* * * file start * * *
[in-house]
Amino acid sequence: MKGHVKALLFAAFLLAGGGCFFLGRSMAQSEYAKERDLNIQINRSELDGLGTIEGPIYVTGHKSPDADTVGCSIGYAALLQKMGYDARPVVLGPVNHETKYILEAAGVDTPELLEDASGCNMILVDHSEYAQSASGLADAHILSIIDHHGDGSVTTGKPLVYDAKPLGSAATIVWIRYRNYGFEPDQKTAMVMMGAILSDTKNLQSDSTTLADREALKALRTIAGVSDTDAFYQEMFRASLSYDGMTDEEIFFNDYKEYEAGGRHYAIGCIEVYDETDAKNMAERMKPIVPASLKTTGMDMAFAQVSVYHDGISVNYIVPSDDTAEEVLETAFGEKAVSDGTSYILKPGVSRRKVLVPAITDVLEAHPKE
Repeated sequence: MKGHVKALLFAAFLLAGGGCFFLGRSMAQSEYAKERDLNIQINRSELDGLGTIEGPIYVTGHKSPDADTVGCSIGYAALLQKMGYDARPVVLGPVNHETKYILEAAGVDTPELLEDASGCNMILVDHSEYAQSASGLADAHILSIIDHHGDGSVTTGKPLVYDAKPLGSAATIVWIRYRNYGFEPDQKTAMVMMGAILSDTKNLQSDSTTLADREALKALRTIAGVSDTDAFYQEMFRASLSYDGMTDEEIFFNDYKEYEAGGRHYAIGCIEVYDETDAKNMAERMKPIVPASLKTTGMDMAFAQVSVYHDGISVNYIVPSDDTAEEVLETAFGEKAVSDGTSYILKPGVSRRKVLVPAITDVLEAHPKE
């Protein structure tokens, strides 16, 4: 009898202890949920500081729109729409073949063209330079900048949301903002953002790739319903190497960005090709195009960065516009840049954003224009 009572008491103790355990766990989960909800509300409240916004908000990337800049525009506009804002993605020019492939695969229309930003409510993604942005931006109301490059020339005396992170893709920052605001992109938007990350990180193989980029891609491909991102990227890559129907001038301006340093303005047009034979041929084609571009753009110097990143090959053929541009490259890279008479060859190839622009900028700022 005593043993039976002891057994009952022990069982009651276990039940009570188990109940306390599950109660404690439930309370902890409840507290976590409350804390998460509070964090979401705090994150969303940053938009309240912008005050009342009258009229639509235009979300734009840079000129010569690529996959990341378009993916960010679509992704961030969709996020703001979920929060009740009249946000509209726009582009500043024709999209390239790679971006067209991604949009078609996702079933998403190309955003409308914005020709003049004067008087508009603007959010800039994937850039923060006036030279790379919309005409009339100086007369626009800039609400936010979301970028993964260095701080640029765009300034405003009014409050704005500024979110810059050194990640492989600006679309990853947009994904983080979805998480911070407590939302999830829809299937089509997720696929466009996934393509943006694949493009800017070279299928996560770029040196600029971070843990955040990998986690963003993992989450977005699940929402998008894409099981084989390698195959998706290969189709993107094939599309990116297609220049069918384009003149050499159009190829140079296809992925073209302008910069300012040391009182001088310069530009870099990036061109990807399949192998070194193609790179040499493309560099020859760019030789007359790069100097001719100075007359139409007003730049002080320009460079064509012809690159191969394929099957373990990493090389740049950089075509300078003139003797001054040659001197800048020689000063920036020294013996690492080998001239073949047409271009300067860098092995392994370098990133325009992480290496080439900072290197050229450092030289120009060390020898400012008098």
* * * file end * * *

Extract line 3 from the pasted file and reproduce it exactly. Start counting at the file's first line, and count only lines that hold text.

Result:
Repeated sequence: MKGHVKALLFAAFLLAGGGCFFLGRSMAQSEYAKERDLNIQINRSELDGLGTIEGPIYVTGHKSPDADTVGCSIGYAALLQKMGYDARPVVLGPVNHETKYILEAAGVDTPELLEDASGCNMILVDHSEYAQSASGLADAHILSIIDHHGDGSVTTGKPLVYDAKPLGSAATIVWIRYRNYGFEPDQKTAMVMMGAILSDTKNLQSDSTTLADREALKALRTIAGVSDTDAFYQEMFRASLSYDGMTDEEIFFNDYKEYEAGGRHYAIGCIEVYDETDAKNMAERMKPIVPASLKTTGMDMAFAQVSVYHDGISVNYIVPSDDTAEEVLETAFGEKAVSDGTSYILKPGVSRRKVLVPAITDVLEAHPKE